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    How much do your services cost?

    Fees for services will differ for each provider and each service.

    • Each of the mental health providers working at Somatic Solutions Counseling are in-network providers for Cigna and Medicaid, can take victims compensation, and offer affordable cash pay rates. We are also in-network with many other insurance panels. See
      www.somaticsolutionscounseling.com for more information.
    • Melinda Kay is in network with a variety of insurance companies, see her website for more information. https://www.melindakay.com/
    • Our holistic professionals are mostly self-pay. However, massage and self-defense providers, and at times our yoga teachers, have been able to take victims compensation. Other services such as trauma-sensitive yoga may be able to use health savings or flex spending payments with a medical letter of necessity from your doctor. Ask your victims advocate or medical doctor for more information go to: www.vagaro.com/sacredfieldshealing

    How do I sign up for wellness-classes such as dance, yoga, etc?

    Most of the wellness and holistic classes offered at The Body-Based Mindfulness Center are offered through Sacred Fields Healing. These classes include dance, yoga, mindfulness, self-defense, etc. You can sign up for classes through www.vagaro.com/sacredfieldshealing.com

    Do I have to be good at yoga or mindfulness in order to attend a class?

    Nobody is good or bad at yoga, mindfulness, meditation, etc. These practices are simply that –practices to remain engaged over and over again. Some days we feel focused and alert during our practice. On other days our minds wander, and we feel frustrated, noticing this and bringing our minds back is the practice. Each moment and each experience is welcomed as part of the moment-to-moment practice. It is through your regular practice that you feel better.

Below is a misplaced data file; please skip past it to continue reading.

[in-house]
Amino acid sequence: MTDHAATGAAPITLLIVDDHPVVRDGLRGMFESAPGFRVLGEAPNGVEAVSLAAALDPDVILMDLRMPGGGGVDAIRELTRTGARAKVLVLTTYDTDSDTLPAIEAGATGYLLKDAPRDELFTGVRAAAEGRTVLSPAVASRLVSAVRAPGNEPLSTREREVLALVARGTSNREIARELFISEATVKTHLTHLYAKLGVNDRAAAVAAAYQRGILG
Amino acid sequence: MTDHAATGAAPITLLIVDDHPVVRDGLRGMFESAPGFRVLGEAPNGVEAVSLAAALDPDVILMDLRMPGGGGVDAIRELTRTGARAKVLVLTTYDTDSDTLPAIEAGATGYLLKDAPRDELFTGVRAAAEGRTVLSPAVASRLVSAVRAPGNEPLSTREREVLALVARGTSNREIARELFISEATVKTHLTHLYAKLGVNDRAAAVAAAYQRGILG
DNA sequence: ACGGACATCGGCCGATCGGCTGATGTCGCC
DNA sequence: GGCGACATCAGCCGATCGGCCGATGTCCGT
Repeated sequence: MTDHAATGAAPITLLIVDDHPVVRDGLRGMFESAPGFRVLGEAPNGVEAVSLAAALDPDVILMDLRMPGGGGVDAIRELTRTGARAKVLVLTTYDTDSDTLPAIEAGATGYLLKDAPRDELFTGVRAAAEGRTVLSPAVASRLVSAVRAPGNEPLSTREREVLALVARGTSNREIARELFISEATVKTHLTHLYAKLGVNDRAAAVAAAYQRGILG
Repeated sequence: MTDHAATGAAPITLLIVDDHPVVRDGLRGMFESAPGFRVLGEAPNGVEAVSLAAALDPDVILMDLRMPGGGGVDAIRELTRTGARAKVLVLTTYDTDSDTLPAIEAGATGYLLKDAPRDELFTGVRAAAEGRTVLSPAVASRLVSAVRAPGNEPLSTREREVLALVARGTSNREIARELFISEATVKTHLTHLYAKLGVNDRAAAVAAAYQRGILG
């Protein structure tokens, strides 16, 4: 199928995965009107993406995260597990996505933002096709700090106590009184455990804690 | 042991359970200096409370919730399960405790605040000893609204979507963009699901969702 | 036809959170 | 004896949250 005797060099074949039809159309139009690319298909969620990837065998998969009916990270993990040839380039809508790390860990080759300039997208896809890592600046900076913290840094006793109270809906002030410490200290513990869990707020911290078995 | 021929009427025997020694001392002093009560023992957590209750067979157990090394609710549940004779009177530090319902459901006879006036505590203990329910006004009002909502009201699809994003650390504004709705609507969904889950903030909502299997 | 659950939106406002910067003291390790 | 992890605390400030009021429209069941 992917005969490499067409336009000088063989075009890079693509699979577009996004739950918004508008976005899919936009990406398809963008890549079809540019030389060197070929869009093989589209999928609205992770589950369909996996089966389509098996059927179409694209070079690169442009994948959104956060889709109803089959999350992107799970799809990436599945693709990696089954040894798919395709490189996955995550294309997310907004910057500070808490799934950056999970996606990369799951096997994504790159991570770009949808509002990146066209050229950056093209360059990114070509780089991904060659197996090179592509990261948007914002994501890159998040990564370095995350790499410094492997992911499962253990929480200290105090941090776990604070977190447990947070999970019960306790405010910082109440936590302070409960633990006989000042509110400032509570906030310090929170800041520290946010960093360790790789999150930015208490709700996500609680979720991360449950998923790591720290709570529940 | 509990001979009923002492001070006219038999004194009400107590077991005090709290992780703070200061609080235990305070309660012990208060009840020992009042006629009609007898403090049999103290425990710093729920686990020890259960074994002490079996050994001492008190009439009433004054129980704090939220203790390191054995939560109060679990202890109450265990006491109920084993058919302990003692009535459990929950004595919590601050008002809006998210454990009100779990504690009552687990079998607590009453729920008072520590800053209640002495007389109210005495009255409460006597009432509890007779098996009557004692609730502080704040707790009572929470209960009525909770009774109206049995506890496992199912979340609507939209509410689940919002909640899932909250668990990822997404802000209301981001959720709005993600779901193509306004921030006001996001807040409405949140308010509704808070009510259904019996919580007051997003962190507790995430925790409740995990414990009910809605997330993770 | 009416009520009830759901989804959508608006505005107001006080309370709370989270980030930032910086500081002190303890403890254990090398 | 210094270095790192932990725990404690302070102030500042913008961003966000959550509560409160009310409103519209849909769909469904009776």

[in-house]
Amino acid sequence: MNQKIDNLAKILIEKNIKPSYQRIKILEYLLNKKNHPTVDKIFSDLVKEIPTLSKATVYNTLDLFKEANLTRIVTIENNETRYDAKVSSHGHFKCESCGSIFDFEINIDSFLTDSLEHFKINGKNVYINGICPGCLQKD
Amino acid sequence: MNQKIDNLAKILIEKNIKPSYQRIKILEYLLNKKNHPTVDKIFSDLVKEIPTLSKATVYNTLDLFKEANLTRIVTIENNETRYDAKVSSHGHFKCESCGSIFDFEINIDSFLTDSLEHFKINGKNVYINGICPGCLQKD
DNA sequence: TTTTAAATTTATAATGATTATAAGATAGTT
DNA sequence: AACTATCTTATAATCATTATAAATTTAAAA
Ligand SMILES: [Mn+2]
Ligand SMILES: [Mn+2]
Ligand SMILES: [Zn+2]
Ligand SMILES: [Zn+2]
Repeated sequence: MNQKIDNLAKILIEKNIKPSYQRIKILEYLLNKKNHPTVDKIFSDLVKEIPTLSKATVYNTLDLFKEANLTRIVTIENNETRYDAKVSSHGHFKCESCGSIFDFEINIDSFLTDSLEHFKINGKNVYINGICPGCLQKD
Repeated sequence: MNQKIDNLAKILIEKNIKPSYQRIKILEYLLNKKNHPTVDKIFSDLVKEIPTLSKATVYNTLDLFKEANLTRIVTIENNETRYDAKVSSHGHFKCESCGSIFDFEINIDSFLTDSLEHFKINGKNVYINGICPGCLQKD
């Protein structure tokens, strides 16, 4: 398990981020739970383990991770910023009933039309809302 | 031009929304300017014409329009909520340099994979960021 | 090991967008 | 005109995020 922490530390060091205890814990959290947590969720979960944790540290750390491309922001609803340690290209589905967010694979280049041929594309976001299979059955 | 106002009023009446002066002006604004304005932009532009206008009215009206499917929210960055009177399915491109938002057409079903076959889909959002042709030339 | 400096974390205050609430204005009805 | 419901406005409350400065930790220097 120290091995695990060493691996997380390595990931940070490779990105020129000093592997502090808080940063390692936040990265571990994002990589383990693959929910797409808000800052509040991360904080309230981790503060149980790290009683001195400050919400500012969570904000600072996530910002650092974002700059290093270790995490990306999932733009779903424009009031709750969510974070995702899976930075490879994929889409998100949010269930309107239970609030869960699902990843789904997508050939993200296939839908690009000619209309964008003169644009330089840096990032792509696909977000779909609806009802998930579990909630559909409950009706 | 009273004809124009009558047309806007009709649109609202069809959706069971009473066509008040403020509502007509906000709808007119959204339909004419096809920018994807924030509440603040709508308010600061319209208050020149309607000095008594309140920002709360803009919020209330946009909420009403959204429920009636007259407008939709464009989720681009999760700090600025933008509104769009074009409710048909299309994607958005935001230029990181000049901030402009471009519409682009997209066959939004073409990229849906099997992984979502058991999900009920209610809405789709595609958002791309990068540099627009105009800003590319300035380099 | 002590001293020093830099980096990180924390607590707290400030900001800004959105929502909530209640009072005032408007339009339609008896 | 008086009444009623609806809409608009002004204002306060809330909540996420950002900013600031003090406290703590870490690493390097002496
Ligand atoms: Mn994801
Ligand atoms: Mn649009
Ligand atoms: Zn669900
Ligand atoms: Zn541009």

What is the difference between a mental health group and a holistic class?

    If you see the MH-Group listed on The Body-Based Mindfulness Center calendar on this webpage or The Body-Based Mindfulness Center Facebook page, it is because this group is offered by a one of our clinical team providers through either Somatic Solutions Counseling or Melinda Kay, LCSW and will have a mental health therapeutic processing component to it. Signing up for these groups will be done directly with your provider or you can email [email protected] or call 719-619-8331.

    What is Mindfulness?

    Mindfulness is about paying attention, on purpose, in a particular way, in the present moment, without judgement. Mindfulness practices are proving to be of benefit to people who have survived stressful, overwhelming, and traumatic events. Research findings show that mindfulness can help with problems and symptoms often experienced by survivors. Mindfulness could be used by itself or together with standard treatments proven effective for PTSD.

    What is Body-Based Mindfulness?

    We view body-based mindfulness as the act of paying attention, on purpose, in a particular way, in the present moment, without judgment to what we consider all 5-bodies of our being. These include our mental body, emotional body, physical body, energy body, and our spirit. Our providers offer mindfulness-oriented practices that support the healing process in all 5-bodies of being.

    What is Trauma Recovery?